Due $8 million under his current contract, though, Johnson always has been more likely to be released than traded.
What Johnson is
The offensive line regressed to the point where it was no longer opening holes. As a result, Johnson got into bad habits. He was too hesitant to hit holes and constantly was seeking the home run at the expense of a single or double. His effort has been questioned ever since he signed a four-year, $53.5 million extension in 2011.
The 28-year-old version of Johnson is a boom-or-bust runner, inconsistent from game to game. He no longer boasts insane lateral agility and record-setting 4.24 speed, but it wouldn't be a surprise if he could still break a 4.40 in the 40-yard dash.
On the positive side, Johnson hasn't missed a game in five years and never has been held under 1,000 rushing yards in a season. How many players can make that same claim at a position that absorbs more punishment than any other? Here's a hint: zero.
What Johnson is not
A chain mover. When Johnson entered the NFL with a bang out of East Carolina, he was a hammer to the hole, churning out tough yards in the trenches like a more slightly built Marion Barber with the added benefit of track-star speed. Those days are gone. Johnson's boom-or-bust style results in an abnormal number of negative plays, putting his quarterback in too many second- or third-and-long situations.
Because of his body type, speed, quickness and background as a wide receiver prospect entering college, Johnson is mistakenly viewed as an elite receiving back. Outside of that 2009 season, though, he has been just a hypothetical threat as a receiver. He drops too many passes, doesn't run a wide variety of routes and hangs out too close to the line of scrimmage, begging for dumpoffs.
So what teams make sense for Johnson?
The most obvious connection is to St. Louis Rams coach Jeff Fisher, who has signed former Titans players such as Cortland Finnegan, William Hayes, Will Witherspoon and Jared Cook. Fisher drafted Isaiah Pead with visions of Johnson dancing in his head, only to see the 2012 second-rounder remaindered to the doghouse the past two years.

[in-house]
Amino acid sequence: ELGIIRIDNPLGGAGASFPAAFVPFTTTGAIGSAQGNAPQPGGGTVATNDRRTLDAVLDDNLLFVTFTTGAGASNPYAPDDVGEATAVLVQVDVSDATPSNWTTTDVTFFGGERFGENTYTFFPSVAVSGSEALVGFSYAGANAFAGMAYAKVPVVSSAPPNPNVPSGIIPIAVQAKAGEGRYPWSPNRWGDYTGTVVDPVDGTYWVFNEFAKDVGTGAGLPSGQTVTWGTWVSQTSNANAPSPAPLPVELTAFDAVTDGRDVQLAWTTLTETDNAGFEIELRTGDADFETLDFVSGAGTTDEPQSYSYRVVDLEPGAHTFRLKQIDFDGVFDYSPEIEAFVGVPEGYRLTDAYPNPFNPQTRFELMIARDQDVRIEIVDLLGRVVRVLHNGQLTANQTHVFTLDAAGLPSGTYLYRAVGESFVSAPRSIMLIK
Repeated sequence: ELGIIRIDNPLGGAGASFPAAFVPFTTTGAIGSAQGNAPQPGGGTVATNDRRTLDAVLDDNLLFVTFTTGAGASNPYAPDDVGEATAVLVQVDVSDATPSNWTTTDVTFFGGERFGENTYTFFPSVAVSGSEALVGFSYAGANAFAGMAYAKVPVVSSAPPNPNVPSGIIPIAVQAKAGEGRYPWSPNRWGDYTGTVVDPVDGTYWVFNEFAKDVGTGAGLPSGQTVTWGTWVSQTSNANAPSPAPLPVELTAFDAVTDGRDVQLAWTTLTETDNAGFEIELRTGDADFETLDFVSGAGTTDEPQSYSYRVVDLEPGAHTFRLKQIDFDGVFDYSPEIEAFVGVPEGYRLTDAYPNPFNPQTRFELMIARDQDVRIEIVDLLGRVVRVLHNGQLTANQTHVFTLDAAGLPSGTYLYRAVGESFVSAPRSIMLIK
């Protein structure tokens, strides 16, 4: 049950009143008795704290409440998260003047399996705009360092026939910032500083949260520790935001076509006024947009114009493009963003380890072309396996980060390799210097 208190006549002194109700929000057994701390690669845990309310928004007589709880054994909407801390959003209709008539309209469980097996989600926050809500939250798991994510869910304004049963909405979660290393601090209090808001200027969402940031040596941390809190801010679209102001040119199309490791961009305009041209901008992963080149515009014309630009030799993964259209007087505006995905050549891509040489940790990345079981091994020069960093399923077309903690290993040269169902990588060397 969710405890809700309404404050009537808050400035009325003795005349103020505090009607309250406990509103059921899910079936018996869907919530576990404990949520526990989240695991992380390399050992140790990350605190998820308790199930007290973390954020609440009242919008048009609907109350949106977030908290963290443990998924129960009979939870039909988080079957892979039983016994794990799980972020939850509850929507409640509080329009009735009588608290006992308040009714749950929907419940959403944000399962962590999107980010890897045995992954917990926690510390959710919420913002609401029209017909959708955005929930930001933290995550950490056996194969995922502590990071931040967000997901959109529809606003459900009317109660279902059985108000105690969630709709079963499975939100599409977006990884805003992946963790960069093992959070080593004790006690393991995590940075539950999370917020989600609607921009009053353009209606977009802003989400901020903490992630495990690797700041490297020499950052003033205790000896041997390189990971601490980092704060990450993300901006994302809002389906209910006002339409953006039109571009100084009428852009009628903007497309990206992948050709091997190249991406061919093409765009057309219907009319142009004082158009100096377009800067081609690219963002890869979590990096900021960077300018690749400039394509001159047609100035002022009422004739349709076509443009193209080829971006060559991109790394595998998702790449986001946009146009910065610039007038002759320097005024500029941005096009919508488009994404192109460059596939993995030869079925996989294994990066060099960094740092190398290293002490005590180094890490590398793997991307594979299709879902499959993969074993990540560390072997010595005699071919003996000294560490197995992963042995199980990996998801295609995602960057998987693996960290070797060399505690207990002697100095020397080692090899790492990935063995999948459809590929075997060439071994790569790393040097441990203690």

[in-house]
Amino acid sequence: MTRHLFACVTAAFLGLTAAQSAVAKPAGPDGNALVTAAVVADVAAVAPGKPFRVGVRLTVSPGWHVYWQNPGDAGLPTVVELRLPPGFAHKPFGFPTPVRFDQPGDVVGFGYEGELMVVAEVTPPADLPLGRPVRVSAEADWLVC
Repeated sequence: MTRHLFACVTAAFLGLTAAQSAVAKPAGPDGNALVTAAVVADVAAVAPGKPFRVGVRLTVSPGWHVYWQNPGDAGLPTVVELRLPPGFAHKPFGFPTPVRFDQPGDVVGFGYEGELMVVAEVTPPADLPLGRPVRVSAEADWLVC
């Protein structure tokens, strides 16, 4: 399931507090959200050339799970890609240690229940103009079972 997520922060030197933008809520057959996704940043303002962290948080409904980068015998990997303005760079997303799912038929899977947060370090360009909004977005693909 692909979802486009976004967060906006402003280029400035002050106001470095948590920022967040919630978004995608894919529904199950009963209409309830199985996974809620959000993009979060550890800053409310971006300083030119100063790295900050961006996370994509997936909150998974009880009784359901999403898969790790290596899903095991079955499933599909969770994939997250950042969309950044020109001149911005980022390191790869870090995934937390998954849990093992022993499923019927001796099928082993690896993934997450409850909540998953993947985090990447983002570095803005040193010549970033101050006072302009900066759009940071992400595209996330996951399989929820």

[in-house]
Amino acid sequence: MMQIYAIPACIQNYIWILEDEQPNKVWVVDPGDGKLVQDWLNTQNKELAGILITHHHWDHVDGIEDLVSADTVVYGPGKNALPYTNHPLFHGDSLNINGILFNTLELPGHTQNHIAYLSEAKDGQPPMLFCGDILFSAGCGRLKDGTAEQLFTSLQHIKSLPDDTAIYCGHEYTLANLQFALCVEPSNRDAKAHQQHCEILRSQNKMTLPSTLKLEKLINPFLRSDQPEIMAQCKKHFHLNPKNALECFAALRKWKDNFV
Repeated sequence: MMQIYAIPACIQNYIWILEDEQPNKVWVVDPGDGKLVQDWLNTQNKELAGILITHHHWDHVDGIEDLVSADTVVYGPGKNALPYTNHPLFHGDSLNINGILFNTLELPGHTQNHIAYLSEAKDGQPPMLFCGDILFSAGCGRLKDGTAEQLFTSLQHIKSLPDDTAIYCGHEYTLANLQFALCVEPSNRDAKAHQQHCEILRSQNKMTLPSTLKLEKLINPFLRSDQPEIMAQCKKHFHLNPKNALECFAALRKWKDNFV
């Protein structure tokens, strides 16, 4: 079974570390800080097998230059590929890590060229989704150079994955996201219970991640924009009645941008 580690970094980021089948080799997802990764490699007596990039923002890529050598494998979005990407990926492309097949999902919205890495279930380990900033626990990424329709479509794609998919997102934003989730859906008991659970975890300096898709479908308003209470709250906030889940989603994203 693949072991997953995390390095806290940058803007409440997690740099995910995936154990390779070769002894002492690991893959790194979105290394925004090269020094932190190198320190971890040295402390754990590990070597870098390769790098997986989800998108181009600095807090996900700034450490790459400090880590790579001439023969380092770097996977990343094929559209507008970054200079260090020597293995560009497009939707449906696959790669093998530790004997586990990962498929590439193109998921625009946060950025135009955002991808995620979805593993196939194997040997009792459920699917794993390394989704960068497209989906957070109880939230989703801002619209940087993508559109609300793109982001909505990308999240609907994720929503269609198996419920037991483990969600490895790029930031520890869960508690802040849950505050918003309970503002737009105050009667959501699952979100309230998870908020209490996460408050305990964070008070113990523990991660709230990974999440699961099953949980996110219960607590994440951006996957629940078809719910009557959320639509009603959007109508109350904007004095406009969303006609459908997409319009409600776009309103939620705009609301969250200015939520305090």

1. New York Jets: The Jets showed interest in Maurice Jones-Drew and Donald Brown early in free agency, a sign they want veteran insurance for an often banged-up Chris Ivory. John Idzik has plenty of salary cap space after missing out on the market's top cornerbacks. NFL Media Insider Ian Rapoport reports, via a source informed of the Titans' thinking, that the Jetscame the closest to pulling off a trade.
4. Dallas Cowboys: Jerry Jones' outfit was looking for a more reliable back to pair with DeMarco Murray leading up to last season's trade deadline. Johnson recently began following Jones on Twitter. Coincidence? Not according to Mike Garofolo, who reports the Cowboys have joined the Jets and Giants in inquiring about Johnson since he hit the trade block.
5. New York Giants: The Giants are also among the teams that have asked about Johnson, per Garofolo. They are not expected to enter a bidding war for his services, however, now that Rashad Jennings is on board and coach Tom Coughlin is "counting on" David Wilson to have a role this season. Giants beat writers remainskeptical that the team's interest is legitimate.
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6. Denver Broncos: John Elway recently emphasized the need to get better in the run game. If Knowshon Moreno can reach 1,500 total yards and 13 touchdowns against slack boxes provided by the threat of Peyton Manning's prolific aerial attack, a return to 2,000 yards from scrimmage wouldn't be out of the question for Johnson. Even with Montee Ball ready to take the reins, the Broncos might talk themselves into Johnson as a superior option for an organization in win-now mode.